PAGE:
I already know what you’re thinking. Vegas is no place for a child, right?
Well, yes and no. Since E and I don’t drink or gamble, two big reasons NOT to bring a kiddo there are removed from the equation.
And there are actually plenty of fun things to do with kids on the Strip, at Fremont Street and in the surrounding areas.
But if you do take your kid to Vegas, you have to be okay with the possibility of a few not-so-kid-friendly elements.
Just like everything, there are pros and cons of taking kids to Vegas. For us, it made a lot of sense as a travel stop because it was the exact halfway point from where we started (Los Angeles) and where we were going (Page, Arizona). Vegas is also a great place to fly into because you can get reasonably priced flights and then drive to some pretty amazing places – like the Grand Circle filled with national parks galore.
I’ll let you decide for yourself whether it makes sense to spend a little time in Vegas as a family, or just travel through without stopping. Here are our pros and cons!
The cons of taking kids to Vegas
A week or so before we were headed out west, a good friend of ours traveled through Vegas with her kids. She gave me a lot of tips and heads-ups since it had been a long time since our last trip to the Strip – and we had never been with kids.
I remember there being a lot of cigarette smoke in Vegas, but my friend alerted me that there would be a lot of marijuana smoke, too. She was right – on this trip, we smelled so much weed that my 11-year-old can now correctly identify its skunk-like odor.
Xage also got to see lots of adults behaving badly – even in broad daylight – out on the Strip. Of course, there were feather-bedecked showgirls wearing thongs and fishnets, and that took some explaining. But there were also plenty of drunken visitors putting on a show. Our poor kiddo got to see some woman, half out of her mind, throw up all down herself while stumbling along the Strip one afternoon. Oops. I was glad we were driving by in a car and not actually walking near her when she erupted!
There are also many mobile and digital billboards for strip clubs, brothels and more. Tweens don’t miss a thing and to ours, Vegas felt like a hotbed of inappropriateness. They had never seen anything like it, even in NYC. Z wasn’t upset by it though – more like fascinated. We definitely tried to explain everything in a nonjudgmental way, and used it as an opportunity to talk about life lessons.
For the most part, we had the best experiences actually inside the resorts and adjacent shopping malls. I don’t recommend walking the Strip with children, unfortunately – especially at night. There’s just too much potential for drunken shenanigans and things they can’t unsee. Driving the Strip is a little better because you feel protected in your car. You can also direct their attention over to the other side of the car pretty easily if something shady is going down within view.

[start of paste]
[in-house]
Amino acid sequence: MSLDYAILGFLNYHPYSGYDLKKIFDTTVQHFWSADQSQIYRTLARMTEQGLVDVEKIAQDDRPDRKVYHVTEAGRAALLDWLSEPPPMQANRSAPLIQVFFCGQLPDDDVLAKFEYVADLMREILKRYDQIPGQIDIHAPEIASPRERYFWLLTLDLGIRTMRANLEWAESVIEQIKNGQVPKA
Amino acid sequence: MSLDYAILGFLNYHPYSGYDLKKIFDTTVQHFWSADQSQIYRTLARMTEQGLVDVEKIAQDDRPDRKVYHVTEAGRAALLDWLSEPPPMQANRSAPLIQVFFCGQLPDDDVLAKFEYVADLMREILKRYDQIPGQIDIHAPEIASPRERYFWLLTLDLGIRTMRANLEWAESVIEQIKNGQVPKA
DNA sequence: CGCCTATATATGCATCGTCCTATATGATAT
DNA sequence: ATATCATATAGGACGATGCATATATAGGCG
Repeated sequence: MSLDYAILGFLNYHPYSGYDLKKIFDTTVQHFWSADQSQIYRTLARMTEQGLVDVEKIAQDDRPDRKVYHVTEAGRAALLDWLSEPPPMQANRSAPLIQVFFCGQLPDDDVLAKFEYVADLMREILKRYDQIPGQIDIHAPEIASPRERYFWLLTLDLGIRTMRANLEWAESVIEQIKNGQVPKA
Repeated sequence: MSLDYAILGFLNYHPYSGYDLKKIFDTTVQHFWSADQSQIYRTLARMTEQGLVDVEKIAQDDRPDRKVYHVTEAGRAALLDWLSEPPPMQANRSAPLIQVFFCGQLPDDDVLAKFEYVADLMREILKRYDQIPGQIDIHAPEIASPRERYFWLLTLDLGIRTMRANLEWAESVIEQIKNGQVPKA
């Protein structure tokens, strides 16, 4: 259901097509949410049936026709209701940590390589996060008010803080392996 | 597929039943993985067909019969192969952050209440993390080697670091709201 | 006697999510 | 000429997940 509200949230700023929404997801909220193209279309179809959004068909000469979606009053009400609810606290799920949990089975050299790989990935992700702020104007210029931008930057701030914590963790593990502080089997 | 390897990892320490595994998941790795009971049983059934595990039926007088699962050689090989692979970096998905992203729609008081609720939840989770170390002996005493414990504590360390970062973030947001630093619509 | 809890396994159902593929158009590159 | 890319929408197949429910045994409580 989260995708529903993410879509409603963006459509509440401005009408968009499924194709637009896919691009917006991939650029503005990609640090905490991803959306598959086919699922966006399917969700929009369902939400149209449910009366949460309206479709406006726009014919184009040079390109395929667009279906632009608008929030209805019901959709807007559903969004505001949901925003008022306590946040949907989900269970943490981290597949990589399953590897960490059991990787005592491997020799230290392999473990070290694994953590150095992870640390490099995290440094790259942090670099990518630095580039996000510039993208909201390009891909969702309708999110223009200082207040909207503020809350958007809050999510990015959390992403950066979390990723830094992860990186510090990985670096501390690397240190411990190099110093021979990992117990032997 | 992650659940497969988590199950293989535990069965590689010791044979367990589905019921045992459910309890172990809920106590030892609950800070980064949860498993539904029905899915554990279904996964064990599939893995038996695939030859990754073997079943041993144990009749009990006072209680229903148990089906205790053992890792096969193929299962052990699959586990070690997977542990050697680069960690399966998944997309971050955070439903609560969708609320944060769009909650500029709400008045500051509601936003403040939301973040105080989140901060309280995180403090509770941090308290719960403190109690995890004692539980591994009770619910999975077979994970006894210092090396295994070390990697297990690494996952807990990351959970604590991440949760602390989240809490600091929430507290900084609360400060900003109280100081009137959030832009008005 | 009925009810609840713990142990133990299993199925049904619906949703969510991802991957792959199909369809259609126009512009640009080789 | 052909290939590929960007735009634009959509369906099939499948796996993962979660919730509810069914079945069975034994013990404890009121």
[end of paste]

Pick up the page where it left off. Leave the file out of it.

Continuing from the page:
The pros of taking kids to Vegas
There is so much to see and do with your family on the Strip! The fancy resorts are all themed so well and there are many can’t miss experiences, such as the dancing fountains at Bellagio. There are flashing lights, colorful digital screens and a sense of spectacle everywhere – it’s like an even fancier version of Times Square, which our kiddo also loves.
We drove up and down the Strip a few times in daylight, and then of course had to do it again by night. The Treasure Island fire and water show is incredible at night – and you can really feel the heat coming off those volcanos.
The place we ended up spending most of our time was in the Grand Canal Shoppes at the Venetian and in the Forum Shops at Caesar’s Palace. Both are basically super upscale, fancy malls with great theming, awesome spots for photo opps and even a few fun things to do.
At Caesar’s, the Forum Shops are uber fancy and themed like a street in ancient Rome, complete with fountains, sculptures and cool architecture. Usually, there’s an aquatic-themed Atlantis show in the Shops that runs on the hour, but alas, that is on hold due to Covid. There’s also an aquarium worth taking a peek at; it has seats around it so you can sit, relax and take selfies with fish.
At the Venetian, the Grand Canal Shoppes are centered around a Venice-style canal that runs down the middle with gondola boats cruising along by day and night. You can purchase gondola ride tickets (about $30 to 40 per person) and it’s a lot of fun whether you choose the outdoor or indoor canal. There’s a musical performance included as you sit in your gondola and imagine you’re being serenaded on the canals of Venice. We loved it and our gondolier told us they are all trained opera singers.
We found both malls to be the perfect place to grab a great meal, stretch our legs and do a little shopping before getting back in the car and continuing our drive. If we’d had more time, we might have checked out a few other kid-friendly Vegas attractions – there are plenty.
Xage loved Vegas so much, during our road-trip stop at the start of our trip, that we ended up visiting again on our way home. Now I’ve seen about as much of the Strip as I can handle for another few years. I personally find that a little Vegas is plenty and it’s easy to get burned out there.
Have you been to Vegas with kids and if so, what were your favorite things to do? I know they say that what happens in Vegas stays there – but we’d love to hear your Vegas stories in the comments below or over on Facebook!